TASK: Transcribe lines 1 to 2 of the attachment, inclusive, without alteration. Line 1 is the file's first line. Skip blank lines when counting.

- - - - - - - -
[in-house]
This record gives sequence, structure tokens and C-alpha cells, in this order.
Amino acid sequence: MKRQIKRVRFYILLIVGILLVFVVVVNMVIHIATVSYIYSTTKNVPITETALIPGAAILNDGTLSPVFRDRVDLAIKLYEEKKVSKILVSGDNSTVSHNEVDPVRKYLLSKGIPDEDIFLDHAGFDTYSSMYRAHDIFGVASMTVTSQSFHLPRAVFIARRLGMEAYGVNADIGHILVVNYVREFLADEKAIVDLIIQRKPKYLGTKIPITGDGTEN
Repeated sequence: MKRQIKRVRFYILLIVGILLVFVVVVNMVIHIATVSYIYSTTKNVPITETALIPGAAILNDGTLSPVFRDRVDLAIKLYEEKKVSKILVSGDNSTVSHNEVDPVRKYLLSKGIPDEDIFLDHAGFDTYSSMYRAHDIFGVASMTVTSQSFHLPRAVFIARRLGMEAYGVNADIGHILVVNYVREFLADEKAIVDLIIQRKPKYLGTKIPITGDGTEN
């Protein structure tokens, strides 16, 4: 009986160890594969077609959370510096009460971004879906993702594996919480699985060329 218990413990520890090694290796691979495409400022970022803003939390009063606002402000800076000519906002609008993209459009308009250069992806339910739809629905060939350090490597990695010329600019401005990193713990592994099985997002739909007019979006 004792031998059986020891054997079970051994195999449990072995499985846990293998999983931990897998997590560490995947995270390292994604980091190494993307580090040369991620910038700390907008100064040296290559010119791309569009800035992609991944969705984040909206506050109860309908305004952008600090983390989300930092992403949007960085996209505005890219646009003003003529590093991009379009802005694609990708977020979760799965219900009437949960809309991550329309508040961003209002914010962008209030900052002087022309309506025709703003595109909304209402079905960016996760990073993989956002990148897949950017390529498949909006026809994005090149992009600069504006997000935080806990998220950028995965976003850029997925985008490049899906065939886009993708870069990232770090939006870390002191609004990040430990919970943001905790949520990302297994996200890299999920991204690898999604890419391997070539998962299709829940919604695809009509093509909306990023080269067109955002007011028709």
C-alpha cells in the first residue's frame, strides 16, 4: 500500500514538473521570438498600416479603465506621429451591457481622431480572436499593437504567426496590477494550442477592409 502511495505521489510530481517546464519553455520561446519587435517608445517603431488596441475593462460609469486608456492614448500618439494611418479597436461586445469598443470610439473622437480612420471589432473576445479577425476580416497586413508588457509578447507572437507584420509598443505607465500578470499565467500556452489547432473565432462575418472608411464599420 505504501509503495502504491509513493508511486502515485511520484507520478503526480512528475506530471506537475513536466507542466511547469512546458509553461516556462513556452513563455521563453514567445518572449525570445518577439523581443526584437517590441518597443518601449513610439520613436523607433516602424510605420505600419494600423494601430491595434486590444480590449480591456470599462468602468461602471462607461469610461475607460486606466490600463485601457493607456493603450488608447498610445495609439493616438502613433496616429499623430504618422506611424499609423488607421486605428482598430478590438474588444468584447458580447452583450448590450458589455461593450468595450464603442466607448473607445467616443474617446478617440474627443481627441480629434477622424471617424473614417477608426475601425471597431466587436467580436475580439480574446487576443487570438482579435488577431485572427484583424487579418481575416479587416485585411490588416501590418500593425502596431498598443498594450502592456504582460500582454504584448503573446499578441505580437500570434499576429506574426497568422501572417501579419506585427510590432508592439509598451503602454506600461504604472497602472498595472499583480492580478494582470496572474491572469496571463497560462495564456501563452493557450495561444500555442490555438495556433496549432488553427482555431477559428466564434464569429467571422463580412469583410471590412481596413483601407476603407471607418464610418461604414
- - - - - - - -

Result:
[in-house]
This record gives sequence, structure tokens and C-alpha cells, in this order.